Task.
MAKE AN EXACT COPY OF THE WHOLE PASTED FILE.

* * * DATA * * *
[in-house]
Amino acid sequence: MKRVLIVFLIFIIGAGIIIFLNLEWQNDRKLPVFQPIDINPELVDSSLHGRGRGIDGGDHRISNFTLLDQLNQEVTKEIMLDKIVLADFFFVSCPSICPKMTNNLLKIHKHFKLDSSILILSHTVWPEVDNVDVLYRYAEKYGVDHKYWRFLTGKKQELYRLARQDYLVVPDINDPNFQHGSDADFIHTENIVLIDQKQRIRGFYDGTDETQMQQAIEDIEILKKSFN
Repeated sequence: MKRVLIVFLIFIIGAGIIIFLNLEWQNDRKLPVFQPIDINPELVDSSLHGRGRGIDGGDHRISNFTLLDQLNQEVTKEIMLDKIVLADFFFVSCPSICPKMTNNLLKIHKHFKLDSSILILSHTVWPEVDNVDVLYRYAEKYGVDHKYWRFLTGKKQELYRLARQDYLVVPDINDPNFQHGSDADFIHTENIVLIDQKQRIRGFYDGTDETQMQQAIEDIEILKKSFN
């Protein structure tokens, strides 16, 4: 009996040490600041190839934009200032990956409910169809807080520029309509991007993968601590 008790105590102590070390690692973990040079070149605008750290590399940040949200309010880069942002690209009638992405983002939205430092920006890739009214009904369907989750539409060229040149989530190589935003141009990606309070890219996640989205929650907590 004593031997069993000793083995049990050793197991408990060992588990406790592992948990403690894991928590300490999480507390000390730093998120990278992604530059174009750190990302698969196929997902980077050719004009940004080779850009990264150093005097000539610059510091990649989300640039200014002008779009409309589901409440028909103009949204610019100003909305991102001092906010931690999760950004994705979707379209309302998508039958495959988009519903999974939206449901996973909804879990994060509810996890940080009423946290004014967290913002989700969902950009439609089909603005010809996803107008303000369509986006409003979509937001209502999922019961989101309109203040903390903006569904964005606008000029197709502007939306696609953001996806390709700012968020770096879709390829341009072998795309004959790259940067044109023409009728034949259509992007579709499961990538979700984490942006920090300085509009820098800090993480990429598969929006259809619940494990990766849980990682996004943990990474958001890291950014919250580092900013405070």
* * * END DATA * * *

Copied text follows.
[in-house]
Amino acid sequence: MKRVLIVFLIFIIGAGIIIFLNLEWQNDRKLPVFQPIDINPELVDSSLHGRGRGIDGGDHRISNFTLLDQLNQEVTKEIMLDKIVLADFFFVSCPSICPKMTNNLLKIHKHFKLDSSILILSHTVWPEVDNVDVLYRYAEKYGVDHKYWRFLTGKKQELYRLARQDYLVVPDINDPNFQHGSDADFIHTENIVLIDQKQRIRGFYDGTDETQMQQAIEDIEILKKSFN
Repeated sequence: MKRVLIVFLIFIIGAGIIIFLNLEWQNDRKLPVFQPIDINPELVDSSLHGRGRGIDGGDHRISNFTLLDQLNQEVTKEIMLDKIVLADFFFVSCPSICPKMTNNLLKIHKHFKLDSSILILSHTVWPEVDNVDVLYRYAEKYGVDHKYWRFLTGKKQELYRLARQDYLVVPDINDPNFQHGSDADFIHTENIVLIDQKQRIRGFYDGTDETQMQQAIEDIEILKKSFN
């Protein structure tokens, strides 16, 4: 009996040490600041190839934009200032990956409910169809807080520029309509991007993968601590 008790105590102590070390690692973990040079070149605008750290590399940040949200309010880069942002690209009638992405983002939205430092920006890739009214009904369907989750539409060229040149989530190589935003141009990606309070890219996640989205929650907590 004593031997069993000793083995049990050793197991408990060992588990406790592992948990403690894991928590300490999480507390000390730093998120990278992604530059174009750190990302698969196929997902980077050719004009940004080779850009990264150093005097000539610059510091990649989300640039200014002008779009409309589901409440028909103009949204610019100003909305991102001092906010931690999760950004994705979707379209309302998508039958495959988009519903999974939206449901996973909804879990994060509810996890940080009423946290004014967290913002989700969902950009439609089909603005010809996803107008303000369509986006409003979509937001209502999922019961989101309109203040903390903006569904964005606008000029197709502007939306696609953001996806390709700012968020770096879709390829341009072998795309004959790259940067044109023409009728034949259509992007579709499961990538979700984490942006920090300085509009820098800090993480990429598969929006259809619940494990990766849980990682996004943990990474958001890291950014919250580092900013405070």